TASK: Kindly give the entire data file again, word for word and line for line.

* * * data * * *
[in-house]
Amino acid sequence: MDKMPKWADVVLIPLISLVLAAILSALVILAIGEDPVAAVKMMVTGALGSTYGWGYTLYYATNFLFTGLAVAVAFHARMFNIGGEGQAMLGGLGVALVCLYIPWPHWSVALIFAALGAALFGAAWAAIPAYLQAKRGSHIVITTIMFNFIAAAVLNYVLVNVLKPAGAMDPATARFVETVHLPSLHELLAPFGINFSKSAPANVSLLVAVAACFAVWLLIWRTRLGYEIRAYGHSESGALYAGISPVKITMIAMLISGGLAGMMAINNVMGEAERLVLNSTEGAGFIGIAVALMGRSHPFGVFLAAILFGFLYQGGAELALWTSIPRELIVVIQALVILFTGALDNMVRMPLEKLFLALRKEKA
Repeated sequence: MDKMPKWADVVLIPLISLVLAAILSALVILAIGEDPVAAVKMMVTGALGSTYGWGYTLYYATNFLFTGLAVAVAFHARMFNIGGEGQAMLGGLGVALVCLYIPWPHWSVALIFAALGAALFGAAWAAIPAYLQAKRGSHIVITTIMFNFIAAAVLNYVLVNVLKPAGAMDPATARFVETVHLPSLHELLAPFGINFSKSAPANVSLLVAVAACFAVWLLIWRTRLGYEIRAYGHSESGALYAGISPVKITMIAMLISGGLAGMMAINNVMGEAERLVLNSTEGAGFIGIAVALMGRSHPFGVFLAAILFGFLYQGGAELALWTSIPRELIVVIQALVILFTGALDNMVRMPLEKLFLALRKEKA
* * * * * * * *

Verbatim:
[in-house]
Amino acid sequence: MDKMPKWADVVLIPLISLVLAAILSALVILAIGEDPVAAVKMMVTGALGSTYGWGYTLYYATNFLFTGLAVAVAFHARMFNIGGEGQAMLGGLGVALVCLYIPWPHWSVALIFAALGAALFGAAWAAIPAYLQAKRGSHIVITTIMFNFIAAAVLNYVLVNVLKPAGAMDPATARFVETVHLPSLHELLAPFGINFSKSAPANVSLLVAVAACFAVWLLIWRTRLGYEIRAYGHSESGALYAGISPVKITMIAMLISGGLAGMMAINNVMGEAERLVLNSTEGAGFIGIAVALMGRSHPFGVFLAAILFGFLYQGGAELALWTSIPRELIVVIQALVILFTGALDNMVRMPLEKLFLALRKEKA
Repeated sequence: MDKMPKWADVVLIPLISLVLAAILSALVILAIGEDPVAAVKMMVTGALGSTYGWGYTLYYATNFLFTGLAVAVAFHARMFNIGGEGQAMLGGLGVALVCLYIPWPHWSVALIFAALGAALFGAAWAAIPAYLQAKRGSHIVITTIMFNFIAAAVLNYVLVNVLKPAGAMDPATARFVETVHLPSLHELLAPFGINFSKSAPANVSLLVAVAACFAVWLLIWRTRLGYEIRAYGHSESGALYAGISPVKITMIAMLISGGLAGMMAINNVMGEAERLVLNSTEGAGFIGIAVALMGRSHPFGVFLAAILFGFLYQGGAELALWTSIPRELIVVIQALVILFTGALDNMVRMPLEKLFLALRKEKA